At the encouragement of Mayor Garner and CDA Commissioner Spiritis, Viron subcontracted with another company, QDR Consultants and Development Co. ("QDR"), for a $1.3 million part of the work. "The result was a disaster," the plaintiffs maintain. QDR did not complete the work it designated for itself, and did not pay its own subcontractors. When Kearse tried to terminate QDR, the CDA and Village officials "threatened" him, saying that "any action taken to terminate the [QDR] contract would result in CDA not releasing any further funds to the project."

As a result of Viron's failure to complete the project in a timely or competent manner, CEDC was unable to generate sufficient rental income from the Bus Terminal to satisfy its real estate tax and mortgage obligations for the property. As of 1995, CEDC was unable to lease more than 30% of the projected available office space in the Property due to the "massive construction problems" that resulted in "burdensome construction delays and thwarted completion." According to the plaintiffs, officials from the Village and the CDA conspired to cause these delays and cost overruns in an effort to "divest CEDC of its real property, to discredit and defame Plaintiffs for controversial political activities, and to improperly subvert and discontinue funding for EOC."

The Complaint further alleges that the CEDC's efforts to increase the rent roll at the Property were "inhibited by Defendants' actions to discourage public agencies from leasing available space in the building," despite the pressing need for office space in the Village, and the Bus Terminal's convenient location at the "heart of the District Court area." In this regard, the plaintiffs state that the County canceled a bidding process to house the Bureau of Traffic Violations "after it became apparent that CEDC was ready to submit the lowest bid and win the contract to house the agency." Also, the CDA and the Village "selectively and discriminatorily chose to preclude CEDC from leasing property" to a methadone clinic, despite the fact that existing zoning regulations would have permitted the lease. The actions of the County, the CDA and the Village resulted in the plaintiffs allegedly losing "at least $100,000" each year in rental income.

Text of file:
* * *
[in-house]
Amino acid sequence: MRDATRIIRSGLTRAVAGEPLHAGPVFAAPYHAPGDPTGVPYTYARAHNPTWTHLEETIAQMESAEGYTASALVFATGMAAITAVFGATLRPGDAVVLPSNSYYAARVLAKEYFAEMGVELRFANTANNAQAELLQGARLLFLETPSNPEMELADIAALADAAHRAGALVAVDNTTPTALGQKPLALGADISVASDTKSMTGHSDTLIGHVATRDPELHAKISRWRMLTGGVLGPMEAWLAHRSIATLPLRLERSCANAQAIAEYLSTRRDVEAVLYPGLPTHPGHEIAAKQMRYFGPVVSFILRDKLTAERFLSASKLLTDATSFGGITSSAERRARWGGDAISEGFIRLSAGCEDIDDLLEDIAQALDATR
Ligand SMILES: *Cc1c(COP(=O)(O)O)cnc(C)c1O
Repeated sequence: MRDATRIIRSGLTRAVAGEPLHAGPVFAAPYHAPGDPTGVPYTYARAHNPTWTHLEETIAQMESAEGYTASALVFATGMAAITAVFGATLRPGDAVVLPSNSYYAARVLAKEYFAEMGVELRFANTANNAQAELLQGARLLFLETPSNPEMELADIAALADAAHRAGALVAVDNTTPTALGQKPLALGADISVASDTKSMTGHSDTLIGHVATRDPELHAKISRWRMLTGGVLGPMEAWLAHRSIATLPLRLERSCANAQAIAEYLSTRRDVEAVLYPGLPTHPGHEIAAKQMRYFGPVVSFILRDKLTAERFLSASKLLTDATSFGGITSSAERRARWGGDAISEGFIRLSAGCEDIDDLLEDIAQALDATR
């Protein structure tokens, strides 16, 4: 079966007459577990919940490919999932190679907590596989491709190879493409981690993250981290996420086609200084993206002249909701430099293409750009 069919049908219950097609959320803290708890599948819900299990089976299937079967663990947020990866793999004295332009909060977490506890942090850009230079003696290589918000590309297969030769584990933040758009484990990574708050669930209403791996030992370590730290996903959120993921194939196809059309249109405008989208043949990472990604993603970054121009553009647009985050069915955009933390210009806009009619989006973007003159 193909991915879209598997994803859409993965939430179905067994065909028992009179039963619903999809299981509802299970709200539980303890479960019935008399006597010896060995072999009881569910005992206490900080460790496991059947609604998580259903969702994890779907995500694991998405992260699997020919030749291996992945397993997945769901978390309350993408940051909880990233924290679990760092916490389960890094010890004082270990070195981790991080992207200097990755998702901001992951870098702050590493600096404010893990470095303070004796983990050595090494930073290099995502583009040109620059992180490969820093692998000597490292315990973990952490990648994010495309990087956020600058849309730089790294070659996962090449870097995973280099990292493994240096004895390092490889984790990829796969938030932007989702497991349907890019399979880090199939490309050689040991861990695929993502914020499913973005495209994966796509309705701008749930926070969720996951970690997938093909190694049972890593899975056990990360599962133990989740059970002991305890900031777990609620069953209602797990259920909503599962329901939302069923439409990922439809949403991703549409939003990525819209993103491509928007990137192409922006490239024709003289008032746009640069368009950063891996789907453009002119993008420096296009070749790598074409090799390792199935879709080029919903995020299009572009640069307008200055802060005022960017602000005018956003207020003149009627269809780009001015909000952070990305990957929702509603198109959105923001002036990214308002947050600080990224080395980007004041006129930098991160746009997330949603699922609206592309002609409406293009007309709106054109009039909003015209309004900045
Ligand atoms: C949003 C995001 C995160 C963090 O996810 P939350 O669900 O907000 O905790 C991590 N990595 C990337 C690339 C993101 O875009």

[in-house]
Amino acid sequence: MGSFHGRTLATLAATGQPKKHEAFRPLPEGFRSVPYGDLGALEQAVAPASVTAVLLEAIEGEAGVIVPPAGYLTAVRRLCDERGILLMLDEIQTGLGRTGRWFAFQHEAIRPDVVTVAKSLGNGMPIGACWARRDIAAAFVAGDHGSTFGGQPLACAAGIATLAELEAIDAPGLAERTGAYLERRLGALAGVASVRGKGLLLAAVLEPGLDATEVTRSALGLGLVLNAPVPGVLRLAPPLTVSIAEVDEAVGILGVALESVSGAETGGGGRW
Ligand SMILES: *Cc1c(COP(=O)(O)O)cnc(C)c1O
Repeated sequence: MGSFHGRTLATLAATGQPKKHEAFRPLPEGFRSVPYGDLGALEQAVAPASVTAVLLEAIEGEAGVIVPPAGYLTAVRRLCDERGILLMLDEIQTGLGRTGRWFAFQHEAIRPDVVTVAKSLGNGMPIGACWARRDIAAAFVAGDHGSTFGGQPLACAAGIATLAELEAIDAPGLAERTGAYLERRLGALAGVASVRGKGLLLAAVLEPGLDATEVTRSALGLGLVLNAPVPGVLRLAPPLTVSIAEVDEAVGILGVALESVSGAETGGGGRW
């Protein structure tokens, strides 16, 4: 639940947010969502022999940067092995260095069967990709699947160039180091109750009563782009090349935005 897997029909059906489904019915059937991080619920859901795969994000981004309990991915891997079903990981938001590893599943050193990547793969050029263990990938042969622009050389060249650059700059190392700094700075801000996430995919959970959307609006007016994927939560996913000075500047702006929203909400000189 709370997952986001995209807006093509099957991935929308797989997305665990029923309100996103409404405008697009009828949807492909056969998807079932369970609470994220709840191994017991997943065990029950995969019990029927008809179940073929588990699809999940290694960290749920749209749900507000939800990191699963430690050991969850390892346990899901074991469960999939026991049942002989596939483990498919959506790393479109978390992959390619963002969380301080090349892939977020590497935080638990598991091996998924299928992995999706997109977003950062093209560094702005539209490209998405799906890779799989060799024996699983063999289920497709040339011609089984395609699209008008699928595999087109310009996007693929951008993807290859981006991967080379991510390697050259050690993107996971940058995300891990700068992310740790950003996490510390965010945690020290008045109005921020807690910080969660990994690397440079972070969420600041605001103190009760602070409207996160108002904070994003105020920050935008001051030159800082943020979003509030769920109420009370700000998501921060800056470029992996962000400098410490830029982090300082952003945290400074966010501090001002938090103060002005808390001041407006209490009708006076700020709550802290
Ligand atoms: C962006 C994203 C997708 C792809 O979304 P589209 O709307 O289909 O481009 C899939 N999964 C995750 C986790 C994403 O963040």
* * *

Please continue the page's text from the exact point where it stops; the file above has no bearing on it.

C. The Failed Effort to Gain Section 108 Refinancing

In 1994, CEDC communicated with officials at HUD and learned that Section 108 funds might be made available to restruture the mortgage and make additional funds available for the rehabilitation of the Bus Terminal.

In February 1994, the defendant Cynar, the Special Assistant ot the County Executive, entered into a "verbal agreement with Plaintiffs," promising that the County would complete HUD refinancing of the Bus Terminal "expeditiously and without undue delay." Contrary to this agreement, the County delayed refinancing "for a substantial period of time," thereby pushing the plaintiffs further into debt.

More than a year later, in September 1995. Nassau County submitted an application to HUD requesting a $10 million Section 108 loan guarantee on the CEDC's behalf. In May 1996, HUD approved an $8 million loan guarantee, and gave the County a 6 month window to execute the agreement for the restructuring. In a subsequent letter dated January 22, 1997, from HUD to Campbell, the Commissioner of the Nassau County Office of Housing and Intergovernmental Affairs, HUD reiterated its desire to proceed with the contemplated refinancing and requested that the County refrain from asserting its tax lien on the Bus Terminal. In addition, the HUD letter served notice that an additional $2 million dollars was available to increase the refinance package.